Last summer, while Messrs. Ludlow & Smith were entertaining our denizens with their theatricals, a youth from Suckerdom arrived in town, and engaged himself at a printing establishment to learn the art and mysteries of printing. While thus engaged the desire grew strong upon him to see some of the “ doins” at the theatre, for he had never been inside of one, and had but a lean idea of what such a place really was. On expressing his wishes to some of his brother “ cubs,” he was told that there was nothing in the world easier to do than to get in the theatre. “ Why don’t you go to Sol. Smith, [1] ” says one, “ and get him to put your name on the free list—you belong to the press, don’t you ?”

There was no denying the fact ; he did belong to the press, and was himself that spirit—that fallen individual, who brings light out of darkness—the “printer’s devil.” Accordingly, one bright morning, he waited upon “ Old Sol.,” and made his desire known. Sol.’s eye twinkled ; (he loves a joke, and plays one up to the handle, as the saying is,) as with a serio-comic expression of face he said—for he recognized the youth, whom he had seen pursuing his daily avocation, with all the “ honors” daubed upon him—“ I know that you are a member of the press, and an important one, too, and I suppose I’d have to grant your request, therefore you can apply at the lower door, on Olive street, and say Supe, [2] and you will be admitted without any difficulty.”

The rollers never flew faster over the face of a form than they did the balance of that day, in the hands of the “ Sucker” youth. At the appointed time he presented himself before the keeper of the stage entrance to the theatre, and the magical word Supe gave him immediate admission. He stumbled up the dark stairway until he finally reached the stage, where he was greatly astonished at the admirable confusion that seemed to prevail there ; every thing appeared to be mixed up so, that it was impossible for him to get a distinct idea of what it was all about. As he was standing with staring eyes and open mouth, a man came up to him saying, “ Hello, green one, what do you want here ?”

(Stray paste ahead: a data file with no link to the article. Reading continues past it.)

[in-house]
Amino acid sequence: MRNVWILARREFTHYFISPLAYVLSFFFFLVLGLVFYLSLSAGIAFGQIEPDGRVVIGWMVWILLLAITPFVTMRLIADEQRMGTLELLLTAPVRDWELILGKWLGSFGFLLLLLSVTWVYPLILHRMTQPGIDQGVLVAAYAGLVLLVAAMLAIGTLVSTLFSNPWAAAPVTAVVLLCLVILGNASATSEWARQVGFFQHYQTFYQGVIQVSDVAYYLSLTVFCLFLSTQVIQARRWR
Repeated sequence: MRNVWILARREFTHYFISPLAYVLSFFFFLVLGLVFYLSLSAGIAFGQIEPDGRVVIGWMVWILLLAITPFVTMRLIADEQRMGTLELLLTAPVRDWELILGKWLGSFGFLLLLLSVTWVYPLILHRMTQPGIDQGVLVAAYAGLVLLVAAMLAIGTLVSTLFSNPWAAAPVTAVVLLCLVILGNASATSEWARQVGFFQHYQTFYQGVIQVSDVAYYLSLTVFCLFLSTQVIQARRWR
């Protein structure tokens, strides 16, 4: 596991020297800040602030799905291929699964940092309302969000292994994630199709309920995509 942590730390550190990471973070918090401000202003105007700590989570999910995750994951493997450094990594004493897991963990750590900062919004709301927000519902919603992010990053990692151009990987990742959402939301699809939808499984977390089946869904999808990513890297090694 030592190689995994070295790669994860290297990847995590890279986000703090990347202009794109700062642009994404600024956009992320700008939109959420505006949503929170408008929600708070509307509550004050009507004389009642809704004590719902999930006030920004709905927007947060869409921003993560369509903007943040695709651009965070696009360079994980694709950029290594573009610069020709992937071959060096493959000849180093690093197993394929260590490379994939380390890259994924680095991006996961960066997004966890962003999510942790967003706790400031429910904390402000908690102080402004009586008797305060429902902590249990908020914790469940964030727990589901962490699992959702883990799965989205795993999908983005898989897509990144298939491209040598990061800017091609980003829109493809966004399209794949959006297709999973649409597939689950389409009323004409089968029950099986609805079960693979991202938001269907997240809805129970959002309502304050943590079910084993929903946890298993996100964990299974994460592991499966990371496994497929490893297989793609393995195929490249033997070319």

Supe,” resolutely answered the youth.

“ Well, then, go up stairs there and get ready, and don’t stand here like a fool,” was the reply. Our hero, mounting the stairs indicated, began the spiral ascent and thought he would never reach the top. The feat was accomplished, however, and he found himself among the motley group, mostly boys, who were bestowing all their attention upon the decoration of their persons. We must now let the youth tell his own story as he told it to his companions :

“ They gin me some truck to put on, loose breeches and a sorter shirtcoat—nurther fitted me very well, but I got into ‘em ; and then a smart chap with a sword at his side, gin me a long stick, with one eend painted and looking like a lance. All this time I heerd an orful noise goin’ on below, trumpets playin’, drums beatin’ ; jist then a bell rung two or three times, and I thought the house was a comin’ down, there was sich a stampin’ and clatter. The chap with a sword told us to go down—and down we went, Ingen file, to the bottom of them stars, the derndest, longest stars I ever did see. I then heerd a terrible spoutin’ goin’ on somewhere round thar, and before I could make it out, the chap with the sword, drawin’ it out, said ‘ rush on,’ and away they went, carryin’ me with ‘em, till we fotched up in a whole blaze of light, and a house full of people. I felt mighty skeery, I tell ye, when I seed all them folks thar, but a big fellow, with his face painted, and sun’thing queer on his head, said some big words, and back we went agin. Wall, so we kept a goin’, for ever so long, till I got orfully tired and wanted to go in, when the chap with the sword told us that we might go up and take off our fixens, and then go in front. What he meant by goin’ in front I don’t know, nor didn’t care, for I wanted to skeet off. I rigged myself up agin in my own toggery, and when I come to feel in my pocket for a couple of dimes I left there, I swow if they wern’t gone. I tell you what, boys, I’ve got enough of the Theatre, and I’m a goin up to Mr. Smith to git him to take my name off a that derned ‘ free list.’ ”

St. Louis Reveille


Source: New York Spirit of the Times 15.46 (10 January 1846): 546.(University of Virginia Alderman Library).

Erin Bartels prepared this typescript.

[1] Southwestern Humorist Solomon Franklin Smith, who had thirty years of experience as a theatrical manager and actor (Cohen and Dillingham 65). We were unable to find a referernce to this incident in Smith's The Theatrical Journey-Work and Anecdotal Recollections of Sol Smith Philadelphia: T.B. Peterson, 1854, or his Theatrical Management in the West and South New York: Harper, 1868. More astute researchers may find a cross reference, or the incident may be apocrophal with Smith himself appearing as a supernumerary to enliven the tale.

[2] A supernumerary, or extra in a theatre for mob scenes or battles.

Works Cited:

Cohen, Hennig and William B. Dillingham, eds. Humor of the Old Southwest. 3rd ed. Athens: U of Georgia P, 1994.

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